The SAT, considered a major metric in gauging the college readiness of high school students, is undergoing some changes leading into the 2015-16 school year. Officials with The College Board, the organization that developed and redesigned the SAT, says it wants to focus on knowledge, skills and understandings rather than narrow, short-term test preparation.
“We really want to make sure that when a student applies and is accepted to a university that they will be successful when they get there,” said Debbie Pennington, senior educational manager for The College Board.
The redesign was meant to address what researchers call a troubling statistic nationwide among students transitioning to college. About 57 percent of SAT takers in 2013 experienced remediation in at least one entry-level course upon entering college that year.
In a national survey, nearly 90 percent of high school teachers said students were leaving high school prepared for college-level mathematics while almost 75 percent of postsecondary instructors said they were not.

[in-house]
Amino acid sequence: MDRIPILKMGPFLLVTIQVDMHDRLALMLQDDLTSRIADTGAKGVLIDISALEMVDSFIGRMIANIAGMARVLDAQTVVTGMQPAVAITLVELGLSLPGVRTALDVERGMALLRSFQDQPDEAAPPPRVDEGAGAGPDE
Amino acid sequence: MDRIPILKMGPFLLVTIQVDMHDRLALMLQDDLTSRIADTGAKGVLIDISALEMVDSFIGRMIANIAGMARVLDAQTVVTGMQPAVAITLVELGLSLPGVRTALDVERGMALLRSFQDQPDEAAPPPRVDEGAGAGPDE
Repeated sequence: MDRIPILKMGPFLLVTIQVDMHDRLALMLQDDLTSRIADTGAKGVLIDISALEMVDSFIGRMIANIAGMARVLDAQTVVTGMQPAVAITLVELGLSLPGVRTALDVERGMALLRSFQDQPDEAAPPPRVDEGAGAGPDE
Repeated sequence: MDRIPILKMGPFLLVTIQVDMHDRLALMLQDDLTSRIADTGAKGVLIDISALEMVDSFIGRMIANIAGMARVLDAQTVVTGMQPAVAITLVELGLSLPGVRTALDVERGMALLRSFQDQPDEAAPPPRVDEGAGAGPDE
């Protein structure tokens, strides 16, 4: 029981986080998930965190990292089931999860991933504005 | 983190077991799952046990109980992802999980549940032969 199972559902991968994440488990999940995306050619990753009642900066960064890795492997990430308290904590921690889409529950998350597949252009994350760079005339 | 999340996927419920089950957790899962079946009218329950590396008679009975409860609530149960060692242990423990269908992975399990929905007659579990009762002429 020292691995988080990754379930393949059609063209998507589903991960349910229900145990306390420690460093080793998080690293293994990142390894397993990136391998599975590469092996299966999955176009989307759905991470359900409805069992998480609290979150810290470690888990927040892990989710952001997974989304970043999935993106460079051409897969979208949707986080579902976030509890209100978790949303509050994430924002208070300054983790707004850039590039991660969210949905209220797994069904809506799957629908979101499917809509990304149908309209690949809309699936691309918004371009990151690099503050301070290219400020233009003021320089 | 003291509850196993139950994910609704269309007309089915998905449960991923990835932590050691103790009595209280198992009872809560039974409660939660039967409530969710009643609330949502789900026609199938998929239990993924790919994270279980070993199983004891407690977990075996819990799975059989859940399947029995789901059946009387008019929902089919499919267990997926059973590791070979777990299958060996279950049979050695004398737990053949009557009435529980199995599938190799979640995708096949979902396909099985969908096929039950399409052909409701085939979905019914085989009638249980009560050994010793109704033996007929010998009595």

Educators at Cy-Fair ISD are targeting the changes in the revamped SAT in their curriculum, said Linda Macias, associate superintendent of curriculum, instruction and accountability.
“We have an SAT prep course and a scholars course where the curriculum is based on preparing students for SAT,” she said. “We are training teachers in that now and introducing the new format and content to the student.”
One of the most noteworthy elements of the change is transparency, Macias said.
“It’s more fair to all students,” she said. “It tests them on content that is more relevant to real life. The math problems focus on more important skills instead of shallow testing of a wider range of skills.”
Macias said the transition to the new SAT should be seamless from the district’s end.
“We are testing more of what our kids are already learning in the classrooms,” she said. “It just lines up more with the curriculum and content that they are already learning. We think the changes are going to be a positive thing for all students.”
District faculty are also encouraging students to take advantage of the preparatory material available on the College Board website. More information on the changes can be found at www.collegeboard.org